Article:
I spent many hours over dinner catching up with my friend and then we met up with a good friend of hers.  A lot of interesting topics were discussed and it was very nice to spend some time out for myself, chilling and talking over dinner and drinks.  There was a lot of ground to cover, after three years of not seeing each other, then mixing in a new person.  It was quite nice to see her because 1. we didn’t expect to see each other again for years, if at all; 2. Singapore was the last place we thought we’d meet up (it was supposed to be LA); and 3. I had no idea she was coming back so soon until just a few days ago.  This was rather unexpected and a great refresher of my second year of uni.  Ah, the good old days…  Life has changed so much since then!  The college lifestyle is so special.  Pity it can’t be retained as we move on into the workforce.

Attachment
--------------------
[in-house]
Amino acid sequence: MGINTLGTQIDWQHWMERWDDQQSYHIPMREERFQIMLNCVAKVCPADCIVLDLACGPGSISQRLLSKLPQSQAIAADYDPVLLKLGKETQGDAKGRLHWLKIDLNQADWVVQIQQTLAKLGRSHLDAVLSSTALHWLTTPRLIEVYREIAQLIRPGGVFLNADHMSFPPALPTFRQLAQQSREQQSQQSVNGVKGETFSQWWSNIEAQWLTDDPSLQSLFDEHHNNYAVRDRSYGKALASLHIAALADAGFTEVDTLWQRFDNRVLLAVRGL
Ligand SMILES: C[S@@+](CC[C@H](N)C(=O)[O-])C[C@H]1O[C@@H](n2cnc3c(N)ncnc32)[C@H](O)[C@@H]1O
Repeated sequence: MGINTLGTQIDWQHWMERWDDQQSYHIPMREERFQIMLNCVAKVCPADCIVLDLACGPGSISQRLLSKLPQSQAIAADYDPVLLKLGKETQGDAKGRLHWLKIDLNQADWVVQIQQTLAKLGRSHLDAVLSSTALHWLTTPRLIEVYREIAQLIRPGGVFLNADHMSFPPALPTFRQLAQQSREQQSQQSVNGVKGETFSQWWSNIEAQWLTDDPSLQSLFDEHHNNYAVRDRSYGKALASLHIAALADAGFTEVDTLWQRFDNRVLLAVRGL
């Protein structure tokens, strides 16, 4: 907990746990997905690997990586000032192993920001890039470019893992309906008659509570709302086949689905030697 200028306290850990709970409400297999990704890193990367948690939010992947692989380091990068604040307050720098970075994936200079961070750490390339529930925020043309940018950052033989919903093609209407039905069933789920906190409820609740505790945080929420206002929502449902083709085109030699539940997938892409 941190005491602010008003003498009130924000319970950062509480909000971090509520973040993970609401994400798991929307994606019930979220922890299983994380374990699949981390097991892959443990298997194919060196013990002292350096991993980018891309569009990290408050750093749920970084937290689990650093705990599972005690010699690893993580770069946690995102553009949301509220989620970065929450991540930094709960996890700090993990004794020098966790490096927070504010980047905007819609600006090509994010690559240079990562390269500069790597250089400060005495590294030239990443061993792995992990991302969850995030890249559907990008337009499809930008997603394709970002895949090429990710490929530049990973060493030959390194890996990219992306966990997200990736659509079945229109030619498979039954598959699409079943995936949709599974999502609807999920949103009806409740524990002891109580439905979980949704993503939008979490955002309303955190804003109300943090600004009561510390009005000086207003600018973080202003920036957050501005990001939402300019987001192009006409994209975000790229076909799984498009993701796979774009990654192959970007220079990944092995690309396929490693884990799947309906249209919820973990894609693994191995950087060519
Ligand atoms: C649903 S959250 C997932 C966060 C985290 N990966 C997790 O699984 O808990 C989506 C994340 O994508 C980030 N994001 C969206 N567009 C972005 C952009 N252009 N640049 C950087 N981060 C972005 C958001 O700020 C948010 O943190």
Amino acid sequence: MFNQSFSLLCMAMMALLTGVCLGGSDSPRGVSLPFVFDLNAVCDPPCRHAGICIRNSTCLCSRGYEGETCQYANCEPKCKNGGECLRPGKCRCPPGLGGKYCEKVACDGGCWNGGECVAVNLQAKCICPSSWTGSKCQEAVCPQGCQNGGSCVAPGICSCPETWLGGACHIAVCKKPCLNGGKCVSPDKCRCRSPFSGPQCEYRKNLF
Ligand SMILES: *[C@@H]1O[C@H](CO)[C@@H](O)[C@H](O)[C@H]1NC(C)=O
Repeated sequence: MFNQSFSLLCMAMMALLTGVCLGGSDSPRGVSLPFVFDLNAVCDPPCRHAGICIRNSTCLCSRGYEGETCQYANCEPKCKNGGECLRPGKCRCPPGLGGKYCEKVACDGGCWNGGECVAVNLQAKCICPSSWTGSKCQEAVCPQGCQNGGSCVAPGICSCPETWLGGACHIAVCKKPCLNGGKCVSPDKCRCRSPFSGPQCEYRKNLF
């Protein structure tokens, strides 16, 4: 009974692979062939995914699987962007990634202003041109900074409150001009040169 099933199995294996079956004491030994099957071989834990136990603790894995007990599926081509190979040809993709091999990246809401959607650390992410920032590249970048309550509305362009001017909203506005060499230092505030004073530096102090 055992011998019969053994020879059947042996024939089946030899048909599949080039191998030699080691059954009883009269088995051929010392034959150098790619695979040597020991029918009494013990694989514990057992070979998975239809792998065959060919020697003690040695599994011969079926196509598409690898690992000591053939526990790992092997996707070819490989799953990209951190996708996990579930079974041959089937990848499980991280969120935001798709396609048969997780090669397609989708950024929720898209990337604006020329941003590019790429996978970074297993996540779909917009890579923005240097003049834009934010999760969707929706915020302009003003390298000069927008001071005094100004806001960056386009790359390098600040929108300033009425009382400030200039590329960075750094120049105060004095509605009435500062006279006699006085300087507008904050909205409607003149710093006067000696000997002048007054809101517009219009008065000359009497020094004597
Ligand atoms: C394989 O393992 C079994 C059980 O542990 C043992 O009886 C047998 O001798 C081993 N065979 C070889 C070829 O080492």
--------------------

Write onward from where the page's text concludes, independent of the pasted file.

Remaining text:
As I was leaving, I checked with Marylin to make sure she was still awake to let me in.  Turns out she and Zen were still out, hanging out with some of his friends from the Navy.  Thus, I was dropped off at Clarke Quay and made my way to a rooftop bar.  I met four other guys there and we sat around having a grand old time.  It was a nicely breezy night up there, so it was quite comfortable.  I munched on some ice to help clear my throat from the smoke I had been close to at the bar I came from and eventually we headed off to get some "supper."  What do you actually call a meal that you have at 3 in the morning?  Over dinner, we continued to crack jokes offhandedly and have a grand old time eating porridge.  I avoided the frog meat and got myself a bowl with some chicken shreds in it.

We were out until nearly 4 in the morning!  If tomorrow wasn’t a Saturday, I don’t think I could make it.

Breaking the ice April 15, 2009